Speaking of which, I had two wonderful friends to hand. Last year Gill Tuck, our pastoral visitor, who I have heard too many times proclaim that preaching isn't really her thing, gave the best Trinity sermon I have ever heard - but it was at our evening service, so most of our folk didn't hear it. This year, both morning congregations got the full benefit. Using all sorts of images and pictures which by themselves are insufficient, she piled layer upon layer of trinitarian illustrations on top of each other, till she found all of them helpful and none enough - the Trinity is best known, best experienced, best found in love. And her conclusion was lovely.

In the evening we had the wonderful Aled Edwards, OBE, Man Utd fan, chairman of Cytun, North Walian and evidently shark hunter.

He took us on a journey through John 16, perhaps the two most poignant moments of which for me were his story of going on his son's stag weekend (and that's where the shark comes from) - and yes, that was poignant: I'm not sure how many Dads go on their son's stag weekends. The love between father and son that would make this work is quite something. And then he gave us a comment from an African friend - "you have watches, we have time." Just as I had been thinking about the length of the service.

I fear that people want to go home and do something else, and I often am guilty of not letting us spend enough time with the Spirit at the end of a service because I am somehow programmed into not overrunning a time limit I have invented.

And the Lord gently reminded me that he will take time with us - and that when it is him taking time (as opposed, I suppose, to me just wasting time) no-one minds. Certainly, last week we overran at everything and there were no complaints, as everyone waited to be filled with the Spirit.

So after Aled had spoked, we took time to wait on God, to worship, to pray, to bask in his presence, to allow him to work in us. It seemed to pass in an instant. The service started at six, so I was totally shocked when I looked at my watch and saw it was twenty to eight!

By the way, Aled has a great blog; have a read through it - it's lots of fun!

* * *

Oh, sorry - you were expecting a third picture? The third preacher was me (substitute, unused). Look again at the photos above and you can see me! No, not in a shark costume - that's my hands holding Gill's birthday cake a couple of weeks ago. It's chocolate: do you think I'm letting go?

Saturday, May 17, 2008

Gentle Spirit

I thought we should mark Pentecost this year at St Catherine's by making sure I offered everyone the opportunity to be filled with the Holy Spirit.

It seemed seasonal.

So I did it in a good Anglican way. "If you want to be filled with the Spirit, bring your communion booklet with you up to the rail as you come to communion & we will pray a special blessing over you" (- for those of you who realise what I'm up to, you'll see that I'm planning to call down the Holy Spirit and lay hands on anything that moves at this point -) "before giving you the bread and wine."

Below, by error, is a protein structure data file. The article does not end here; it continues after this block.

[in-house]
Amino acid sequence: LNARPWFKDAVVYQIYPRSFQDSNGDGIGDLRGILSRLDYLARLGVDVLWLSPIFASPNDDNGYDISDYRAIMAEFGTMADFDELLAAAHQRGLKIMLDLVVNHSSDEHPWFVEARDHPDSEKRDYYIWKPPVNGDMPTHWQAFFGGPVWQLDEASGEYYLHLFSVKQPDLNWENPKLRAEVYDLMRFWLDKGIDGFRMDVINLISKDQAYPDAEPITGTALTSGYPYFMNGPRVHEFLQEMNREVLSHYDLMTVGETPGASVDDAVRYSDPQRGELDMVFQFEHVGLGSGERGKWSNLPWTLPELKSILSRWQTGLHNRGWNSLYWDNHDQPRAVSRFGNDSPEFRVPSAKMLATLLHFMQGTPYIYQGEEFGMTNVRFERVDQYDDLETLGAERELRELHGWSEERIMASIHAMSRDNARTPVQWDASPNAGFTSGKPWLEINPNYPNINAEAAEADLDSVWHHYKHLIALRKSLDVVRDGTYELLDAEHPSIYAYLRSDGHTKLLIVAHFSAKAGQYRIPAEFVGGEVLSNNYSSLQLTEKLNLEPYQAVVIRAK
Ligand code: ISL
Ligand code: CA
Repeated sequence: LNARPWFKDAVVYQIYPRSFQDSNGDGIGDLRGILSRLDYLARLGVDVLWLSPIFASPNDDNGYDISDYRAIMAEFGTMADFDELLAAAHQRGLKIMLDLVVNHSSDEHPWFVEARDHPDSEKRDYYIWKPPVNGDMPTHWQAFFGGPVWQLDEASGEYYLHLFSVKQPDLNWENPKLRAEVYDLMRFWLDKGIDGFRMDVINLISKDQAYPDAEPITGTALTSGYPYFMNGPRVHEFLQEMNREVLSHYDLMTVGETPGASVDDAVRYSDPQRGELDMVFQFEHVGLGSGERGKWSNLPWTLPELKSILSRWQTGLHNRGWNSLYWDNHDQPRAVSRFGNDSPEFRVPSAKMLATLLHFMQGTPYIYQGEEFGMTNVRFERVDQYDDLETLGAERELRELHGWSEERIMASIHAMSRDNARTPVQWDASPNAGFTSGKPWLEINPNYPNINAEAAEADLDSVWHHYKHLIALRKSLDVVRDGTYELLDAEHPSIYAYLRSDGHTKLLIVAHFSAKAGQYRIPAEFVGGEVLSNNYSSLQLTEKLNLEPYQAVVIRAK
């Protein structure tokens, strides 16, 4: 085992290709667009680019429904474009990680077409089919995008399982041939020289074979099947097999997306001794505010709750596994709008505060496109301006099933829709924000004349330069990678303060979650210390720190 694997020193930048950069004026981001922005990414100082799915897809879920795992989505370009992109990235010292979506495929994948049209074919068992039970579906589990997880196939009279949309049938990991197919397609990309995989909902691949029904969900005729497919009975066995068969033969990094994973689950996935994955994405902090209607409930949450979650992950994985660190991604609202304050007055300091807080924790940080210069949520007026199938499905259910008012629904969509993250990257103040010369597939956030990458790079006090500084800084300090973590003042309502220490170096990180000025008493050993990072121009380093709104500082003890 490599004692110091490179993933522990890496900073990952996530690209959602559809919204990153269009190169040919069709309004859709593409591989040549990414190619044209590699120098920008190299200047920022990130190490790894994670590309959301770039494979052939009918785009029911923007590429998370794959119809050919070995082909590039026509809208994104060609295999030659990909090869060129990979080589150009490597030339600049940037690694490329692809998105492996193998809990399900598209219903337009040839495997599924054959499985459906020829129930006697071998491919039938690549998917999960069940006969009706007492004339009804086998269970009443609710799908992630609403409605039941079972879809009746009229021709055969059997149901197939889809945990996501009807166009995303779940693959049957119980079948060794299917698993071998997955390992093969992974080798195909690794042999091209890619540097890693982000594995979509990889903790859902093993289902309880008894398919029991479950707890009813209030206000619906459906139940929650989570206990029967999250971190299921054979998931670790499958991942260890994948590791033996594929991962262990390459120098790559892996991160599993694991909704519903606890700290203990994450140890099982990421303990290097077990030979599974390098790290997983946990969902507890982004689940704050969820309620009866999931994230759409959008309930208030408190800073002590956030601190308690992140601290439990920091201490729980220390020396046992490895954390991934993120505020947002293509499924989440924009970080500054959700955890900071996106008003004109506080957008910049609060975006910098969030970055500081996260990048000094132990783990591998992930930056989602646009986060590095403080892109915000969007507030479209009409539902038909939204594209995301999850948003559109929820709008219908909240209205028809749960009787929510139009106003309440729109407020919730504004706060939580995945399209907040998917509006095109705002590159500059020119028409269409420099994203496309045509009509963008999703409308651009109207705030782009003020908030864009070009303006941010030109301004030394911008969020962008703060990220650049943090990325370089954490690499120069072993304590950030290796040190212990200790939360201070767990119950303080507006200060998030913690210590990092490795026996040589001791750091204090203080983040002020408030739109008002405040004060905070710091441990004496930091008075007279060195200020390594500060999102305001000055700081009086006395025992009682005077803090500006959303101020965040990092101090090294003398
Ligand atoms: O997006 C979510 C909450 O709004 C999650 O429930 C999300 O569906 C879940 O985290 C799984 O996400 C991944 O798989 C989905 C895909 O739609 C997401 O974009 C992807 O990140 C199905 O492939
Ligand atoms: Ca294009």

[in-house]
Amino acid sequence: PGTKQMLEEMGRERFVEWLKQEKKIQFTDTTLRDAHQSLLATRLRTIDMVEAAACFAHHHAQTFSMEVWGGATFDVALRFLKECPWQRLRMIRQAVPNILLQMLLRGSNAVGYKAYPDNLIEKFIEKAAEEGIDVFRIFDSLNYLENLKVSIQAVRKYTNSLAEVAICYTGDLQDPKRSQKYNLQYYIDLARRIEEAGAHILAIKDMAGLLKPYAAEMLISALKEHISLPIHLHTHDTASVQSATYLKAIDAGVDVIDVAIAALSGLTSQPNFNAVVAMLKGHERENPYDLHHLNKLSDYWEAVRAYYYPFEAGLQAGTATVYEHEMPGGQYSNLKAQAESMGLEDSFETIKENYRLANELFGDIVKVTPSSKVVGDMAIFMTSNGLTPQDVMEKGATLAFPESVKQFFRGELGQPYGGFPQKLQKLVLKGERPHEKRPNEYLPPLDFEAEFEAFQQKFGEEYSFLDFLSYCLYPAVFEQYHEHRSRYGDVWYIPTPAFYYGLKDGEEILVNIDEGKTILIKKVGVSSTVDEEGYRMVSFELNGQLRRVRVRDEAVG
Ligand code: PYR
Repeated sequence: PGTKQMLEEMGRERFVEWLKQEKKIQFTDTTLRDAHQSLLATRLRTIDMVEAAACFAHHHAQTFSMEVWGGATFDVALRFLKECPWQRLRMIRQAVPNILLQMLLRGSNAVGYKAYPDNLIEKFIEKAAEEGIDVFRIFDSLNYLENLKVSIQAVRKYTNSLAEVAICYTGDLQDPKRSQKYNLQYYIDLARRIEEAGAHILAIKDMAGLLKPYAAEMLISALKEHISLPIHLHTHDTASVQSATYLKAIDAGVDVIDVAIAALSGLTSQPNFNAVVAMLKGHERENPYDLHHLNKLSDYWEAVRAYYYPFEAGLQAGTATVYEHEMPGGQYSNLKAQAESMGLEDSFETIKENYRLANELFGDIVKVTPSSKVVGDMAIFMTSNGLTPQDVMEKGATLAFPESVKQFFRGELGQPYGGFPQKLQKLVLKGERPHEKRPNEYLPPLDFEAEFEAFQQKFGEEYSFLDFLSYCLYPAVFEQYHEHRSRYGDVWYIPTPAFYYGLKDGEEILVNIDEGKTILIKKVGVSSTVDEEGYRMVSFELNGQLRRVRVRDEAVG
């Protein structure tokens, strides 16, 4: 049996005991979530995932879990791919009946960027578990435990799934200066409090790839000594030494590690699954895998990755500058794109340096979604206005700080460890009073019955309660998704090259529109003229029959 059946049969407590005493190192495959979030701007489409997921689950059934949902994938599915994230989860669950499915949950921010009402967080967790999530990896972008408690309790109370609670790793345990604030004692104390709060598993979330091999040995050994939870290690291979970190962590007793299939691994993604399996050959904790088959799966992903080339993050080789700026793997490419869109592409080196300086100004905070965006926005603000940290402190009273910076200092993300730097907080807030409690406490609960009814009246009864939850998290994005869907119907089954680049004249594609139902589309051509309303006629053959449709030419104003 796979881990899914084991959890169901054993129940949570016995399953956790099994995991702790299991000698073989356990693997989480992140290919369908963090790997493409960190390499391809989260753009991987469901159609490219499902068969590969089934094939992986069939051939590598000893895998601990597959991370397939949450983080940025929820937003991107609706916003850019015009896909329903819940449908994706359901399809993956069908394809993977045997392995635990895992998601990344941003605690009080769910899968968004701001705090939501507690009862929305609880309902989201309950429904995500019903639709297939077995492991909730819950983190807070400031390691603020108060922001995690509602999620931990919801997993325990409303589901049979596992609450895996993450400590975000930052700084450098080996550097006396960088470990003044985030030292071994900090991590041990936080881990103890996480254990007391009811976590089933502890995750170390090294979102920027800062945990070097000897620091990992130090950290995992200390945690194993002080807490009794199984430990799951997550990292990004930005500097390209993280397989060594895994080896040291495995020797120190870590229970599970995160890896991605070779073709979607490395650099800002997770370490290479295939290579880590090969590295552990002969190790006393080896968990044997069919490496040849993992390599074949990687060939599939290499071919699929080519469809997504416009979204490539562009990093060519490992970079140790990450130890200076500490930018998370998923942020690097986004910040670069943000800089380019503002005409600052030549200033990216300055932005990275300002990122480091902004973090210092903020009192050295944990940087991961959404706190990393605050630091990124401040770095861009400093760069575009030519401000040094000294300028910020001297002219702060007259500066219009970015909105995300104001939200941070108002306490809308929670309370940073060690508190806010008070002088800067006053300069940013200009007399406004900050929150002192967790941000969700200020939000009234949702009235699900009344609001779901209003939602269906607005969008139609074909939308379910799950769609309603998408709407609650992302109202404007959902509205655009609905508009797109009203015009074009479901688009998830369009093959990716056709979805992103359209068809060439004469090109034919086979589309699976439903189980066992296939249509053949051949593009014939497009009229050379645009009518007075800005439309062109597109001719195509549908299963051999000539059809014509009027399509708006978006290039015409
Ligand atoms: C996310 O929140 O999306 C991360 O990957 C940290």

The only flaw in my plan was this: when you ask if people are hungry, and they are, they all want to be fed. And feeding takes a while.

I mean, they all want to be fed.

Well, at 8am perhaps only two thirds. And at 11am only three quarters. And at 6pm we did it differently, cos there was no communion, so I gave them no option, and called down the Spirit on the whole gathering.

But a small part of my tiny brain was blown when we had 100% take up at the Mothers Union service on Wednesday morning. One of them took hold of my arm afterwards and said: "It worked! I felt the tingle!" Not the deepest theology of the Spirit you'll ever hear, but THIS IS THE MOTHERS UNION being filled with the Holy Spirit.


Another, rather middle-of-the-road member of the 11am crowd came up to me mid week and said, "That was a wonderful service on Sunday morning." And I am thinking to myself of how we have changed the service since I first came: she is one of the very few still standing from those days (others have migrated to midweek cos of buses, or have moved away, or have passed on; a very few have stopped coming). In the old days there was old-style language, plainsong chanting, chanted psalms, organ only, full robed choir, the vicar robed too. Last Sunday we had a relaxed communion, with bits of modern language liturgy, me in a suit & my fellow clergy (Gill) rather less formally dressed than me, music from our music group, a mixture of worship songs and hymns (from 'Strength will rise as we wait upon the Lord' to 'Come Down O Love Divine') and prayer for the Holy Spirit - yet the comment came back from this person, "That was a wonderful service."

It was! But she meant - God touched her.

So it really was wonderful.

The photo is of our Easter Congregational Meeting: time to look back at all God has done over the year behind, and to look forward to all he is about to do. My prayer is - More Lord. Please! More of you in this place.

Tuesday, May 13, 2008


I like the way the dog has finally got the hang of the Premiership.

At first, when United would score and I would jump up, pumping the air with my fist and shouting "Yes!" he would run away, looking extremely distressed. After a season or two he stopped fleeing, but remained perplexed.

Now he joins in, jumping with me and barking vociferously.

So as we celebrated Ronaldo's 41st goal of the season (41st? And this from a team which was criticised back in August as lacking an out-and-out goal scorer. Just think what we would have done if we'd have had one of those) in the first half, and a career-celebrating and championship-deciding goal from Giggs on his record-equalling 758th appearance for his only club in the second half, again I briefly reflected upon the Lord's goodness in granting me a house fifty yards away from my nearest neighbours.

We're a team, Matty and I. And we both enjoy the triumphs of our beloved Manchester United. It has been a good season. One more game now to make it a great one.